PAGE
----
IRS Recent Guidance on Crypto Assets
Curious about the tax consequences of certain crypto assets? Associate Jerry James explains the IRS’ recent guidance on the topic:
As the global cryptocurrency market capitalization surpasses its current value of $2.75 trillion, the IRS has released some guidance—though limited—on the tax consequences of certain crypto assets.
Under Legislation known as the Infrastructure Investment and Jobs Act, P.L. 117-58, enacted in November, 2021, the IRS carved-out some provisions related to crypto assets including that Form 1099-B, Proceeds from a Broker and Barter Transaction, which can be found here and the instructions here, must be filed in transactions facilitated by a broker (i.e. someone acting on behalf of another).
The IRS released its IRS Legal Memorandum (ILM) 202124008 on June 18, 2021, which addressed the treatment of 1031 exchanges of bitcoin (BTC) for Ether (ETH), bitcoin for Litecoin (LTC), and Ether for Litecoin. The Law known as the Tax Cuts and Jobs Act (TCJA), P.L. 115-97 limited the applicability of IRC § 1031 like-kind exchange treatment to transactions involving real property beginning January 1, 2018.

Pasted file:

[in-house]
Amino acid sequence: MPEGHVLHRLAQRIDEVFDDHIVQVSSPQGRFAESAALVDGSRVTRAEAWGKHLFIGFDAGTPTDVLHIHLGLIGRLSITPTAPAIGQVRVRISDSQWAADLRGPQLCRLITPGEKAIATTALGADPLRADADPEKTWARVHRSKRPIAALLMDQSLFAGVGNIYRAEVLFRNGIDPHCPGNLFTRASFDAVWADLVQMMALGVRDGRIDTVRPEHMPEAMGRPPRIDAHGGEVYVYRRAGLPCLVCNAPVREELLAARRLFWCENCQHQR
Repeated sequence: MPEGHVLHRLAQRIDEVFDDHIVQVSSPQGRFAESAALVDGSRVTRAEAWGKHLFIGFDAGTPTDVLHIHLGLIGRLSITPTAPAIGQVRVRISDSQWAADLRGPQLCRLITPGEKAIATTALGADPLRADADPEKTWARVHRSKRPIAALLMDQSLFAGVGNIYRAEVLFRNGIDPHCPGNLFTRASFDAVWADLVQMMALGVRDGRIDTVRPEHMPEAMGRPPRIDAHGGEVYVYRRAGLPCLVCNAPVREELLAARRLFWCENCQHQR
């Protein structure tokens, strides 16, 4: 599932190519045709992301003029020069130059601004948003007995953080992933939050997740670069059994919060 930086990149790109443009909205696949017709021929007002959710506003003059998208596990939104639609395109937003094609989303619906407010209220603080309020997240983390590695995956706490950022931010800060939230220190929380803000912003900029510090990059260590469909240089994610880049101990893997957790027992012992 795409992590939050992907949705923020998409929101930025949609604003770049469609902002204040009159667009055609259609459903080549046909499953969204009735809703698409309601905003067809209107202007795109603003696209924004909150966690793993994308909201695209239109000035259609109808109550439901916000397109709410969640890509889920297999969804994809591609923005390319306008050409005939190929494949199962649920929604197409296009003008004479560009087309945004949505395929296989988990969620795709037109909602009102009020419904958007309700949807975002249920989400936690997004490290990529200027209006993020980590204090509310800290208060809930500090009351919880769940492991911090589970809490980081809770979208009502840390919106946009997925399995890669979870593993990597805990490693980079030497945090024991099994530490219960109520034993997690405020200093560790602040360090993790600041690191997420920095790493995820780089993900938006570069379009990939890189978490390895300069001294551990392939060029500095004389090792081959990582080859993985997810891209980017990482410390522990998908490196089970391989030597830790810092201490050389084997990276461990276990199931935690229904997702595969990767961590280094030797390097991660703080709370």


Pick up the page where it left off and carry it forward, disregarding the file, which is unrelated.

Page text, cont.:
The IRS takes the position that one kind or class of property may not be exchanged for property of a different kind or class, without the recognition of gain. For example, a transaction involving an exchange of gold bullion for silver bullion would be a taxable event. The IRS steadfastly applies that similar analysis in the cryptocurrency world.
As such, with (1) the TCJA limiting 1031 exchanges to transactions involving real property and (2) treating BTC and ETH as different classes or kinds of property, mostly likely would lead to any exchanges of BTC for ETH, BTC for LTC or ETH for LTC as a taxable event.
The guidance, nonetheless, is limited merely to the transactions discussed above. However, given the amendment to IRC § 1031 under the TCJA, one can presume that exchanges of other crypto assets may engender a taxable event.